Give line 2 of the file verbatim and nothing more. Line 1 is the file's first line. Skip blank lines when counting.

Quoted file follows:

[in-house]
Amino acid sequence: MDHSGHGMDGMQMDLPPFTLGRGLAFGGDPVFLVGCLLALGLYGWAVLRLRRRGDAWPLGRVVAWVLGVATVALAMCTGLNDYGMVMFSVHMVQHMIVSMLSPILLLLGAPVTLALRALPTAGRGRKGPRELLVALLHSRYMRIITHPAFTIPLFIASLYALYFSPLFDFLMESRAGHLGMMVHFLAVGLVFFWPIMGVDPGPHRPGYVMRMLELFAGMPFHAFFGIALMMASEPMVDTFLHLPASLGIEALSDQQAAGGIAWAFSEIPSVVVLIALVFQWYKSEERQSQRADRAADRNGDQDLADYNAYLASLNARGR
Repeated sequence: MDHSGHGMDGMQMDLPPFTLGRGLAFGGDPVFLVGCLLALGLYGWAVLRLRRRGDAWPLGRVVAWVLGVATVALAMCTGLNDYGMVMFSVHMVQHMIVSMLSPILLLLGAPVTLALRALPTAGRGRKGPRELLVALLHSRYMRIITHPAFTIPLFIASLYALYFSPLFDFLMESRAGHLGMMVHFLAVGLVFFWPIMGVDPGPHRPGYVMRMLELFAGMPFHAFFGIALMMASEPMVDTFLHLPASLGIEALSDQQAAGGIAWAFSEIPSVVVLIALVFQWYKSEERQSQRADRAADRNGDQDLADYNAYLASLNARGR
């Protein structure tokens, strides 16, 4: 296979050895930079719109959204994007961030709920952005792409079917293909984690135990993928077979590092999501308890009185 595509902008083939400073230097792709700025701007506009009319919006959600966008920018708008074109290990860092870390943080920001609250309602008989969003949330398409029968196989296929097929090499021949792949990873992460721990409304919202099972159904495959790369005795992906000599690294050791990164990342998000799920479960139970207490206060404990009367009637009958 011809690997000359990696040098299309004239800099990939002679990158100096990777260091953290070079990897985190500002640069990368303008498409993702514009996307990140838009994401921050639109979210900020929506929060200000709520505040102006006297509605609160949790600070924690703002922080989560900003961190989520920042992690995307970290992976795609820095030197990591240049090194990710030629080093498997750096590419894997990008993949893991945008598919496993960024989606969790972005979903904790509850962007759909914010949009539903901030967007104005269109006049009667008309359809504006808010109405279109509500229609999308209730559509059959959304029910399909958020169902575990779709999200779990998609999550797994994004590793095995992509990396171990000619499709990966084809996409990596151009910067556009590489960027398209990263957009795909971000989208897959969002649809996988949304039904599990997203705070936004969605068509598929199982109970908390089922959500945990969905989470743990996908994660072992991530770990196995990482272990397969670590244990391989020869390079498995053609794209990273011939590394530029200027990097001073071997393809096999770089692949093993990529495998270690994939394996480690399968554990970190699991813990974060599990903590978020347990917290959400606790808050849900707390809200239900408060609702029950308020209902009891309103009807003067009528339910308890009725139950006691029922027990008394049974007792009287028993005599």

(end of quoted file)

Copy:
Amino acid sequence: MDHSGHGMDGMQMDLPPFTLGRGLAFGGDPVFLVGCLLALGLYGWAVLRLRRRGDAWPLGRVVAWVLGVATVALAMCTGLNDYGMVMFSVHMVQHMIVSMLSPILLLLGAPVTLALRALPTAGRGRKGPRELLVALLHSRYMRIITHPAFTIPLFIASLYALYFSPLFDFLMESRAGHLGMMVHFLAVGLVFFWPIMGVDPGPHRPGYVMRMLELFAGMPFHAFFGIALMMASEPMVDTFLHLPASLGIEALSDQQAAGGIAWAFSEIPSVVVLIALVFQWYKSEERQSQRADRAADRNGDQDLADYNAYLASLNARGR